This is a contribution to Reading Wales 2022 aka the Dewithon, hosted by the lovely Paula over at Book Jotter. My VMC pile is reaching ridiculous proportions so I googled “Wales Virago” and was delighted to find that there were two authors I could take off the TBR for this year’s Dewithon.
Firstly, I chose Penelope Mortimer, as I’d enjoyed Daddy’s Gone A-Hunting and The Pumpkin Eater a great deal, finding her writing spiky and incisive. Mortimer was born in Rhyl, Flintshire and My Friend Says It’s Bullet-Proof (1967) was her sixth novel.
Muriel Rowbridge is a journalist on a trip to Canada, the only woman in a group of men, warned by her editor:
“Don’t go wandering off in one of your Virginia Woolf fits.”
She is very much the outsider, wanting to focus on her writing while the rest of her group view it as a bit of a jolly:
“they were pleased with themselves, thawing toward each other, throwing out remarks about wives, children, secretaries, which were immediately understood, as though they were giving a particular handshake or flicking back their lapels for identification.”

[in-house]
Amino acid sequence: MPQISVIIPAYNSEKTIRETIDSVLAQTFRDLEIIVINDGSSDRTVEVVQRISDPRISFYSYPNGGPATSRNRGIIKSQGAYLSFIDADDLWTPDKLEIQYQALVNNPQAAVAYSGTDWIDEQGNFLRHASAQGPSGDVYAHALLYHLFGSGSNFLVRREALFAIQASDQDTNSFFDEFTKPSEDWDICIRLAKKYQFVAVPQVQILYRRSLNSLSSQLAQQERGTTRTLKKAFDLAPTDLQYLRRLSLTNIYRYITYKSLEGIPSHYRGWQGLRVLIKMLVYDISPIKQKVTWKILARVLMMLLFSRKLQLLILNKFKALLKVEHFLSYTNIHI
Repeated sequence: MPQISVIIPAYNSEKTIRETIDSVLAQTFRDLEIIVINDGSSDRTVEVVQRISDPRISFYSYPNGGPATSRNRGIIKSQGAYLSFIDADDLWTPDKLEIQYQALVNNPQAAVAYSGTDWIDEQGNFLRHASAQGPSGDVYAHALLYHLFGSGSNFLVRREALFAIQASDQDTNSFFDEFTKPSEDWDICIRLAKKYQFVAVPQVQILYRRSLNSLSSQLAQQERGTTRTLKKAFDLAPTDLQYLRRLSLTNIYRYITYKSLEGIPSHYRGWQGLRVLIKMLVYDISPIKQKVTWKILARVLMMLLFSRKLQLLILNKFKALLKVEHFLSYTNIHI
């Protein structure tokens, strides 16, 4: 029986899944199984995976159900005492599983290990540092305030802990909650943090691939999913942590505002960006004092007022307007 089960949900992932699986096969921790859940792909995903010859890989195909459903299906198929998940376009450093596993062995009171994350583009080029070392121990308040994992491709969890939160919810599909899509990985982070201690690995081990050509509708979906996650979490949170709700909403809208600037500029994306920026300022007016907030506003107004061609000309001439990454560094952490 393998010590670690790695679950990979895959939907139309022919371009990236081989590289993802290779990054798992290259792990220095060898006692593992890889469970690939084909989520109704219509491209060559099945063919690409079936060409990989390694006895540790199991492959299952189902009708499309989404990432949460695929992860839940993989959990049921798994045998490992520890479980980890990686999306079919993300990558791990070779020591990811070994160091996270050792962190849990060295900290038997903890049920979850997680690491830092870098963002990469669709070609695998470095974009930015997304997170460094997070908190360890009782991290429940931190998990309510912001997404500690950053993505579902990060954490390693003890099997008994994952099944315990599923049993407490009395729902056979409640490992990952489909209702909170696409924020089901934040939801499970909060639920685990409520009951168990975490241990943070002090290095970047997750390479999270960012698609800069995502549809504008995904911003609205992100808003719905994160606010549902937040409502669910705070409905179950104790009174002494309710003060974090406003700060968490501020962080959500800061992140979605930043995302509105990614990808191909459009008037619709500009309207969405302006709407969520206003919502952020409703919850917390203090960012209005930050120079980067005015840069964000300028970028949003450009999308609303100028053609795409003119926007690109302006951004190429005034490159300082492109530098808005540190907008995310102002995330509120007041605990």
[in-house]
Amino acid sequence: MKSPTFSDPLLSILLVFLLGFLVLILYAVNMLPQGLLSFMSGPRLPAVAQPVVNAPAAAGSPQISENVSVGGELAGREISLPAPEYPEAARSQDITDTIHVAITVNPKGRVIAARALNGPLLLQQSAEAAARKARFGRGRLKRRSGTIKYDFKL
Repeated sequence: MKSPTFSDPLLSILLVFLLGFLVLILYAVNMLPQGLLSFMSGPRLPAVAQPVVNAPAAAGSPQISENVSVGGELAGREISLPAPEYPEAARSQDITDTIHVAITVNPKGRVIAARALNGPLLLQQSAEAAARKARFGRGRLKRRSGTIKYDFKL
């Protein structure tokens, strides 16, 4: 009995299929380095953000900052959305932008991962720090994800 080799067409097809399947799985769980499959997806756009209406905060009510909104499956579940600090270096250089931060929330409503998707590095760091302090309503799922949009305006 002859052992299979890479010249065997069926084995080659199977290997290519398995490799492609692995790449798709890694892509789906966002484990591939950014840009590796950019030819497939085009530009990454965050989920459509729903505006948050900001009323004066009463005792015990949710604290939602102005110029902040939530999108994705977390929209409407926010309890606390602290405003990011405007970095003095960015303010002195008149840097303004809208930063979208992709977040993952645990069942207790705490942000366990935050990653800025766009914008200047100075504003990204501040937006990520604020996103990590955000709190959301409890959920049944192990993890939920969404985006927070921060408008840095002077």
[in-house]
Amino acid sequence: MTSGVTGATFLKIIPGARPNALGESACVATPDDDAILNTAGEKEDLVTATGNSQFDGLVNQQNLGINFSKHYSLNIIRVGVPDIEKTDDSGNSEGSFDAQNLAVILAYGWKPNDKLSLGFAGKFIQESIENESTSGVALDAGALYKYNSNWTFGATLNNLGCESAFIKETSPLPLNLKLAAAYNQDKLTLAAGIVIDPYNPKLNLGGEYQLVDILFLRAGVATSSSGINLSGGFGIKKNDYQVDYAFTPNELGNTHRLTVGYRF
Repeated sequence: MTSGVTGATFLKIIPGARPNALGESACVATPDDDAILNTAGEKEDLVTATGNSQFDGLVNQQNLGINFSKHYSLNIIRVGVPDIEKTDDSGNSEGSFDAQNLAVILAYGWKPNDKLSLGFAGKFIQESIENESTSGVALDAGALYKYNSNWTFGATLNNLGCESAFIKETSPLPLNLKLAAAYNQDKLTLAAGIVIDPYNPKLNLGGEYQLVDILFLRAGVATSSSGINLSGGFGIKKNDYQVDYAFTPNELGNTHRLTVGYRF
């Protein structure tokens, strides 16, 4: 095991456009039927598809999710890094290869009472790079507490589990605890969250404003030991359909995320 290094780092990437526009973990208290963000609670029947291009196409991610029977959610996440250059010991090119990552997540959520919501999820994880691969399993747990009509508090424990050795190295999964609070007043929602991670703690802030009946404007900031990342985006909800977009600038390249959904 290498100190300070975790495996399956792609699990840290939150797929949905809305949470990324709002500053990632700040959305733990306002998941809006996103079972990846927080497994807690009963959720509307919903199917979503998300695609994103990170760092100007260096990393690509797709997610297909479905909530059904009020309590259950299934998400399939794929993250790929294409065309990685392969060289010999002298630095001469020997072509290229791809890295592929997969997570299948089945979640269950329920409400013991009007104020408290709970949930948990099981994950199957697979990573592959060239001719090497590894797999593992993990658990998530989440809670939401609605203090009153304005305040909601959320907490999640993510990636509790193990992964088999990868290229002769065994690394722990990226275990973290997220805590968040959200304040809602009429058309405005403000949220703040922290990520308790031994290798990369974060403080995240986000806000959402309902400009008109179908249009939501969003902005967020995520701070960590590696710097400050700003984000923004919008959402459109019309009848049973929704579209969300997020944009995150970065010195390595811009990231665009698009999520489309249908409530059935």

This is the working world of the 1960s, which we’re all familiar with from Mad Men at least. Her colleagues think it’s totally acceptable to comment on what she’s wearing and the attractiveness of her legs. Thankfully Muriel doesn’t spend much time with them, or indeed much time working. The trip is a time of reflection and recuperation for her, as she recovers from a mastectomy for breast cancer.
“How to deal with it, except with vague attempts at courage and acceptance, she had no idea.”
Although Penelope Mortimer did have lung cancer later in life, I’m not sure she had personal experience of breast cancer at this point. But I thought this was a sensitive exploration of a woman working out who she is after a life-changing experience. Muriel isn’t remotely self-pitying, but she does need to find self-compassion.
”the anger against herself raged brightly, a clear fire. She had never felt this anger before; she could never remember feeling it before. It was enlivening, making her very defined and sharp, as though she had become a weapon.”
She had left her married lover Ramsey when she was diagnosed, and he is back with his wife Flora, a situation neither Ramsey and Flora are sure they want. This led to some of the pithy observations on relationships between the sexes that I expect from Mortimer:
“Between us, he said, he was being eaten alive. If this was so, I don’t know why we were both starving.”
While in Canada, she meets Robert: “what had been an indeterminate distance between their hands, knees, faces, was now measured exactly: they were accessible to each other.”
While she feels ambivalent about their relationship, the sex does lead her towards a new acceptance of her changed body.
“She leant against the lift wall and slowly remembered the night; then realised that this was the first time she had woken, and dressed, without any sense of mourning.”